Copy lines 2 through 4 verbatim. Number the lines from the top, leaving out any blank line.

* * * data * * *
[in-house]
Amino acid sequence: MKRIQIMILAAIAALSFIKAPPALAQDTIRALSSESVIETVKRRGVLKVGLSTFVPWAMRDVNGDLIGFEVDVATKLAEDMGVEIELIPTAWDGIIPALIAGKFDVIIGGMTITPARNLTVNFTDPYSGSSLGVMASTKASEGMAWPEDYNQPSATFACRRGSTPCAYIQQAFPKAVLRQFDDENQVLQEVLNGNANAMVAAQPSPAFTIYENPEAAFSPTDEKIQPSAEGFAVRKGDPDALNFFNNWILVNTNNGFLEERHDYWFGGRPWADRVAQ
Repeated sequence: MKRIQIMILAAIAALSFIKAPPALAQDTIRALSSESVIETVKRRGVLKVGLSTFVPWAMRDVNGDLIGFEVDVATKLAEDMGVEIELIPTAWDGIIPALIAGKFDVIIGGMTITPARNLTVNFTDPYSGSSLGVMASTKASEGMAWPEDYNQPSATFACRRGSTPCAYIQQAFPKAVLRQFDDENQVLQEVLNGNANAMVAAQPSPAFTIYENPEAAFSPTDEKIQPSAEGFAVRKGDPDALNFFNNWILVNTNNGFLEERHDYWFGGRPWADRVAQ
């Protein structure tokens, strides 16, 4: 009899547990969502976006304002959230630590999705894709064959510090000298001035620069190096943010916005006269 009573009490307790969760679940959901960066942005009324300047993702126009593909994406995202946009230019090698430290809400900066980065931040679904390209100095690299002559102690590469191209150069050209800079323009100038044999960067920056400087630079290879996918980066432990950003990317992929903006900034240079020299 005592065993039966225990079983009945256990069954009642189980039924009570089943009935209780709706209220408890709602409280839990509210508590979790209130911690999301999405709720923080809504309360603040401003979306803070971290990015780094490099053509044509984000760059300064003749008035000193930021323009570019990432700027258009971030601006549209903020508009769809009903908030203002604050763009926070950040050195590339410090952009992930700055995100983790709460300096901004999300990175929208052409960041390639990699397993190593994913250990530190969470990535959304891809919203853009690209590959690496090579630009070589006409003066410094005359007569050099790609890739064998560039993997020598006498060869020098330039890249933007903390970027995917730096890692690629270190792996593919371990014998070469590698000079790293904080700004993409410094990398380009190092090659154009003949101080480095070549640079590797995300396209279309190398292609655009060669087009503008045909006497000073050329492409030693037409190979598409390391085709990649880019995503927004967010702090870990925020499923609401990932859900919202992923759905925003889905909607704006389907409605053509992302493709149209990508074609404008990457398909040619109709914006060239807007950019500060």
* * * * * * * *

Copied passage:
Amino acid sequence: MKRIQIMILAAIAALSFIKAPPALAQDTIRALSSESVIETVKRRGVLKVGLSTFVPWAMRDVNGDLIGFEVDVATKLAEDMGVEIELIPTAWDGIIPALIAGKFDVIIGGMTITPARNLTVNFTDPYSGSSLGVMASTKASEGMAWPEDYNQPSATFACRRGSTPCAYIQQAFPKAVLRQFDDENQVLQEVLNGNANAMVAAQPSPAFTIYENPEAAFSPTDEKIQPSAEGFAVRKGDPDALNFFNNWILVNTNNGFLEERHDYWFGGRPWADRVAQ
Repeated sequence: MKRIQIMILAAIAALSFIKAPPALAQDTIRALSSESVIETVKRRGVLKVGLSTFVPWAMRDVNGDLIGFEVDVATKLAEDMGVEIELIPTAWDGIIPALIAGKFDVIIGGMTITPARNLTVNFTDPYSGSSLGVMASTKASEGMAWPEDYNQPSATFACRRGSTPCAYIQQAFPKAVLRQFDDENQVLQEVLNGNANAMVAAQPSPAFTIYENPEAAFSPTDEKIQPSAEGFAVRKGDPDALNFFNNWILVNTNNGFLEERHDYWFGGRPWADRVAQ
């Protein structure tokens, strides 16, 4: 009899547990969502976006304002959230630590999705894709064959510090000298001035620069190096943010916005006269 009573009490307790969760679940959901960066942005009324300047993702126009593909994406995202946009230019090698430290809400900066980065931040679904390209100095690299002559102690590469191209150069050209800079323009100038044999960067920056400087630079290879996918980066432990950003990317992929903006900034240079020299 005592065993039966225990079983009945256990069954009642189980039924009570089943009935209780709706209220408890709602409280839990509210508590979790209130911690999301999405709720923080809504309360603040401003979306803070971290990015780094490099053509044509984000760059300064003749008035000193930021323009570019990432700027258009971030601006549209903020508009769809009903908030203002604050763009926070950040050195590339410090952009992930700055995100983790709460300096901004999300990175929208052409960041390639990699397993190593994913250990530190969470990535959304891809919203853009690209590959690496090579630009070589006409003066410094005359007569050099790609890739064998560039993997020598006498060869020098330039890249933007903390970027995917730096890692690629270190792996593919371990014998070469590698000079790293904080700004993409410094990398380009190092090659154009003949101080480095070549640079590797995300396209279309190398292609655009060669087009503008045909006497000073050329492409030693037409190979598409390391085709990649880019995503927004967010702090870990925020499923609401990932859900919202992923759905925003889905909607704006389907409605053509992302493709149209990508074609404008990457398909040619109709914006060239807007950019500060």